Medindia

X

How Jaws Influenced Dinosaurs' Feeding Style, Diet Preferences

by Bidita Debnath on  November 5, 2015 at 12:23 AM Research News   - G J E 4
At the University of Bristol, researchers have now revealed that the feeding style and dietary preferences of dinosaurs were closely linked to how wide they could open their jaws.
 How Jaws Influenced Dinosaurs' Feeding Style, Diet Preferences
How Jaws Influenced Dinosaurs' Feeding Style, Diet Preferences
Advertisement

Using digital models and computer analyses, Dr Stephan Lautenschlager studied the muscle strain during jaw opening of three different theropod dinosaurs with different dietary habits.

‘Researchers from the University of Bristol studied the muscle strain during jaw opening of three different theropod dinosaurs with different dietary habits.’
Advertisement
Theropods were a diverse group of two-legged dinosaurs that included the largest carnivores ever to walk the Earth.

"Theropod dinosaurs, such as Tyrannosaurus rex and Allosaurus, are often depicted with widely-opened jaws. Yet, no studies have actually focused on the relation between jaw musculature, feeding style and the maximal possible jaw gape," said Dr Lautenschlager.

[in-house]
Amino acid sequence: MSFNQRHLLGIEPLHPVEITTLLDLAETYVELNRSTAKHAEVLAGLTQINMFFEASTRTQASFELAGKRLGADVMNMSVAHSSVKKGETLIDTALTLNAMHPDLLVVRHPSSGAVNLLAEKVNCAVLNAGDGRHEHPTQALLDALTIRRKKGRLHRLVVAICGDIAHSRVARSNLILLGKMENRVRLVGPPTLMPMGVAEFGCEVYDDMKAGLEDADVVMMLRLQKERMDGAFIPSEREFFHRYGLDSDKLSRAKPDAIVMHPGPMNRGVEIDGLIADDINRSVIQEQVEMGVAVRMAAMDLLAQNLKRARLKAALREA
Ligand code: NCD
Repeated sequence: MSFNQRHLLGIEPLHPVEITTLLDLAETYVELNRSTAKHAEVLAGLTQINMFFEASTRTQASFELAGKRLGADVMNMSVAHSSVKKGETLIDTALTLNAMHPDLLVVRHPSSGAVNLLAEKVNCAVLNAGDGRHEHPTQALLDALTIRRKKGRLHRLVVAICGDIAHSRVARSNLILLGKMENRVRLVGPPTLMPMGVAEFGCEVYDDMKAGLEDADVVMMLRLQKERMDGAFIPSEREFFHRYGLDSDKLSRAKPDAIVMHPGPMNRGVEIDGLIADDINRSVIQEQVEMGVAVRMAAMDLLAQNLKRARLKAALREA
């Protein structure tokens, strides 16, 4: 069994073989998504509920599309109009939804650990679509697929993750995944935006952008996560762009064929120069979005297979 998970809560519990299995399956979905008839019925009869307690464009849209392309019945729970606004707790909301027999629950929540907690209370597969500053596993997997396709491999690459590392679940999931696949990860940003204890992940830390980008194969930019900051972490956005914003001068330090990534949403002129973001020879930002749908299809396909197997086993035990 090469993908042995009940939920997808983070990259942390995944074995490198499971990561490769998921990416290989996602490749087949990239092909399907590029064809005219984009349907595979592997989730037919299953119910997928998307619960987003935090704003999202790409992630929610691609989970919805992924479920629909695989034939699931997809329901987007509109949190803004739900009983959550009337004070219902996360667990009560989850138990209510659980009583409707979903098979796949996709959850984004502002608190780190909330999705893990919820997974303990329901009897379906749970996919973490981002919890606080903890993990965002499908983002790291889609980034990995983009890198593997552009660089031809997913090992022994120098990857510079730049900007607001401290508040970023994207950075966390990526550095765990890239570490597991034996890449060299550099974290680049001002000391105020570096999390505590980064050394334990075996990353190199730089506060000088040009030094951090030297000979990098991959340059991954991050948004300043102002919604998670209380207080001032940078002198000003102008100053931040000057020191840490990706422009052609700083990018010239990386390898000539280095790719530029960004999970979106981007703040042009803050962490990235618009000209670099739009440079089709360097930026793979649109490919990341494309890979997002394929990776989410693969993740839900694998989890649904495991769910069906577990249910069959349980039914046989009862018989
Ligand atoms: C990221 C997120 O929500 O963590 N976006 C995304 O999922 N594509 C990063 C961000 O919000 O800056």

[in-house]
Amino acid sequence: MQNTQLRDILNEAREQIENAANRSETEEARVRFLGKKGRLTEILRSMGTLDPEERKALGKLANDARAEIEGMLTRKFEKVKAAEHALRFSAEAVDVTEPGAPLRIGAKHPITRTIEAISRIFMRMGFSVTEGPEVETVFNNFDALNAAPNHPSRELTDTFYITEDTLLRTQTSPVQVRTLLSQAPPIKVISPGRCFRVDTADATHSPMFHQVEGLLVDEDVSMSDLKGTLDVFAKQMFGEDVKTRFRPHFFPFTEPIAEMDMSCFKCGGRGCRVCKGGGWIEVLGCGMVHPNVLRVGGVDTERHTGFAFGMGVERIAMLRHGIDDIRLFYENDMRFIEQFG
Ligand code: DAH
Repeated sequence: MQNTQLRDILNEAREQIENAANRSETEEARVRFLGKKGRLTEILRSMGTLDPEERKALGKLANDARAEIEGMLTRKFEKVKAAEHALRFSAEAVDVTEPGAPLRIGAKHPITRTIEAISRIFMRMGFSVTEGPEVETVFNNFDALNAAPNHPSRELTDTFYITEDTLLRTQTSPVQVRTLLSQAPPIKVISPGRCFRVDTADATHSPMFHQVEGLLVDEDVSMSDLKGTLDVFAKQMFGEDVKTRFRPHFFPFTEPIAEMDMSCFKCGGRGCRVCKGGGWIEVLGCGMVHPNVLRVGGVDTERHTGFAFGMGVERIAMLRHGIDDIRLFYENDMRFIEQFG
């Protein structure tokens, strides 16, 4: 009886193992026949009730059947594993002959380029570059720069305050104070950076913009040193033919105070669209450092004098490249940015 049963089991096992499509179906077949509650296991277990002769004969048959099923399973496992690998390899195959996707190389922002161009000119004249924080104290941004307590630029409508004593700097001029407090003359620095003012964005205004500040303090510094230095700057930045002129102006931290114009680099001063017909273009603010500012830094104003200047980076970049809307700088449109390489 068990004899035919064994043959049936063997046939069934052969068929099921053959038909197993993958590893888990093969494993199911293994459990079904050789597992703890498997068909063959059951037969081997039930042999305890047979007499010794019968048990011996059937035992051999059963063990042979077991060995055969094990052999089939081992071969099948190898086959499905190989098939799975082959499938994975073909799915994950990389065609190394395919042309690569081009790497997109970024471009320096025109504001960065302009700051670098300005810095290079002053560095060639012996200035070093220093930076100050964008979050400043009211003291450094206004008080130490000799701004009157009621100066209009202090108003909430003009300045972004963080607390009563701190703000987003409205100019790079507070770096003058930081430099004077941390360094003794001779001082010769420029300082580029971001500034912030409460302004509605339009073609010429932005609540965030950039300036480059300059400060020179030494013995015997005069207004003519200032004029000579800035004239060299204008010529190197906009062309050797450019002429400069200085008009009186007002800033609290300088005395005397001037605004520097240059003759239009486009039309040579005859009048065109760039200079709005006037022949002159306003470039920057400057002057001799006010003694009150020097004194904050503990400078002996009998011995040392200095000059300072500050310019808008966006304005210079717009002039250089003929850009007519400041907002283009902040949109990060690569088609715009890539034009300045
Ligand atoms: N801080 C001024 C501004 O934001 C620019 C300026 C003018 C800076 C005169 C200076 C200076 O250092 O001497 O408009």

The research looked at T rex, a large sized meat-eating theropod with a massively built skull and up to 15 cm long teeth and two other predatory and meat-eating theropods.

All muscles, including those used for closing and opening the jaw, can only stretch a certain amount before they tear. "This considerably limits how wide an animal can open its jaws and, therefore, how and on what it can feed," the researchers noted.

The results found that the carnivorous Tyrannosaurus and Allosaurus were capable of a wide gape (up to 90 degrees) while the herbivorous Erlikosaurus was limited to a small gape (around 45 degrees).

Between the two carnivores, Tyrannosaurus could produce a sustained muscle (and, therefore, bite) force for a wide range of jaw angles, which would be necessary for biting through meat and skin and crushing bone.

"We know from living animals that carnivores are usually capable of larger jaw gapes than herbivores, and it is interesting to see that this also appears to be the case in theropod dinosaurs," Dr Lautenschlager concluded.

The research was published in the journal Royal Society Open Science.

Source: IANS
Advertisement

Post your Comments

Comments should be on the topic and should not be abusive. The editorial team reserves the right to review and moderate the comments posted on the site.
User Avatar
* Your comment can be maximum of 2500 characters
Notify me when reply is posted I agree to the terms and conditions

You May Also Like

Advertisement
View All